Despite your best efforts to plan ahead, spills will still happen. Make sure you have a healthy supply of old towels nearby and teach kids to use them! Whenever spills happen, I try to stay calm and say, “That’s what towels are for!” As much as possible train kids to clean up their own spills and messes rather than pushing them aside to do it yourself. Kids are capable! Especially when we take the time to teach them.
8. Get kids involved in clean up
Teach your child that every creative session concludes with putting away materials and wiping down surfaces. Even toddlers can help put dirty paintbrushes in the sink and gather up scoops from the sensory bin. Eventually, they’ll be able to clean up their entire play space…but it will take time and lots of practice.
A few final thoughts on managing messy play
Be realistic about the types of messy play your child can handle at a given age. A one-year-old is not likely to “keep the rice in the bin,” so don’t expect that of him. Instead of rice bins for this age, try giving them pudding to paint with in the bathtub, or try an ice sensory bin outside.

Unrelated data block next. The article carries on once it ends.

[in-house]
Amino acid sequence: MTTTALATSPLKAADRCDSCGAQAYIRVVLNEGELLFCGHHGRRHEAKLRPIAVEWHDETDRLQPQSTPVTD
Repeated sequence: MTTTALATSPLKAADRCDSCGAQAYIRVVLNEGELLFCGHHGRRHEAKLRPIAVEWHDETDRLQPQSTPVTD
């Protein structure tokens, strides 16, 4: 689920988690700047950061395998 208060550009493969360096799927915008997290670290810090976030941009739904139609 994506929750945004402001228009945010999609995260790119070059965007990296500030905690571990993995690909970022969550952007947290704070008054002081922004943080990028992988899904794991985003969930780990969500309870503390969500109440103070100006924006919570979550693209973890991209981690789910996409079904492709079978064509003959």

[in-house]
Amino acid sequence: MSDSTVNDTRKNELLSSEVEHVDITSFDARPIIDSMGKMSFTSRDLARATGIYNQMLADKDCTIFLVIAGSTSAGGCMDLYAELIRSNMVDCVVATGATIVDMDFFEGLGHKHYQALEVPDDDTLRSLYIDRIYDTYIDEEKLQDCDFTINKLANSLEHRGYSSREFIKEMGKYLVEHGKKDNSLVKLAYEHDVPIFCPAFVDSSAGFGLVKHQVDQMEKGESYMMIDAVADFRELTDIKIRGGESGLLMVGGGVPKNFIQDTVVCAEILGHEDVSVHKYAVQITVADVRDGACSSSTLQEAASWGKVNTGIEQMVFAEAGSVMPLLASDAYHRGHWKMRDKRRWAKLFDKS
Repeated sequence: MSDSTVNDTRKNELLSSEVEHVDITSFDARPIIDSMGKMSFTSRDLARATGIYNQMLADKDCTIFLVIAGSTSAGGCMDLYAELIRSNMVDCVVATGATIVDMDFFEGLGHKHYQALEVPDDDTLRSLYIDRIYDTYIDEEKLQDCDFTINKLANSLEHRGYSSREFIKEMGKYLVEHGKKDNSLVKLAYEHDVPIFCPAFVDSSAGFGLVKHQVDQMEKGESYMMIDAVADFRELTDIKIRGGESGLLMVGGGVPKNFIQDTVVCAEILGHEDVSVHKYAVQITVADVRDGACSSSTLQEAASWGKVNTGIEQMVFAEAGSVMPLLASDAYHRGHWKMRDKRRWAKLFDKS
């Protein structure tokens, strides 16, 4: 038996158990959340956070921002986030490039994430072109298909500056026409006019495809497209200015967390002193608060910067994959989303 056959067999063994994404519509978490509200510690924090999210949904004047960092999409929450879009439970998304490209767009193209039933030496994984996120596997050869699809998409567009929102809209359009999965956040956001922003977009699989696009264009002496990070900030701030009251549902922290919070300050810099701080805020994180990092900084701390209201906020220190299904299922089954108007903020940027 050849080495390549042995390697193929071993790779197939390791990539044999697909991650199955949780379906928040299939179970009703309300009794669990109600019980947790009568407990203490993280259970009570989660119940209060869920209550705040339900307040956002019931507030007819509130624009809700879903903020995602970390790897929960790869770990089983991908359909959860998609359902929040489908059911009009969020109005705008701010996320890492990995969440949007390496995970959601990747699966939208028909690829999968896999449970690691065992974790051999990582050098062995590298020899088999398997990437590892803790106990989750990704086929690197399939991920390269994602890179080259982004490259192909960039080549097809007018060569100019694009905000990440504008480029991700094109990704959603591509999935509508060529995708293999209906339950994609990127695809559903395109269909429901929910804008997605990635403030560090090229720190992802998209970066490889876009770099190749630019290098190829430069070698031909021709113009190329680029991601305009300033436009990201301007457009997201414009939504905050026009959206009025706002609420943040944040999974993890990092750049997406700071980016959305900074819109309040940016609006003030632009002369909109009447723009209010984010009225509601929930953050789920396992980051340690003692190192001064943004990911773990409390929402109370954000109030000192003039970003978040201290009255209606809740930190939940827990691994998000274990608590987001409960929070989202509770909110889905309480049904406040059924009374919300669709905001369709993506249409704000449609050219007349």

Speaking of outside, I know it’s not always an option, but it’s a GREAT place for messy play. When the weather is nice, put a tablecloth or cardboard down on the grass or the patio, and take your creativity out for some fresh air and sunshine. When you’re done, it’s easy to hose things off or fill a bucket with soapy water for washing, which is another fun activity for kids!
Lastly, remember to get involved in the fun! Sometimes as parents it’s easy to stop at facilitating the fun and forgetting to participate in it. I’m not saying you need to spend all day long playing side-by-side with your child, but consider taking just a few minutes to play with your kids in their messy play. Paint a picture of your own while they paint, dig your fingers into the kinetic sand, or make a playdough snake. Often when we spend just a few minutes engaging in quality play time with our kids, they’re more content to continue on their own when we move on after 5-10 minutes. You get to connect with your child, they feel loved, and they play independently for a longer period of time after. Everybody wins!
How do you feel about messy play? Tell me in the comments!
Need some inspiration to get you started on messy play? Try these ideas: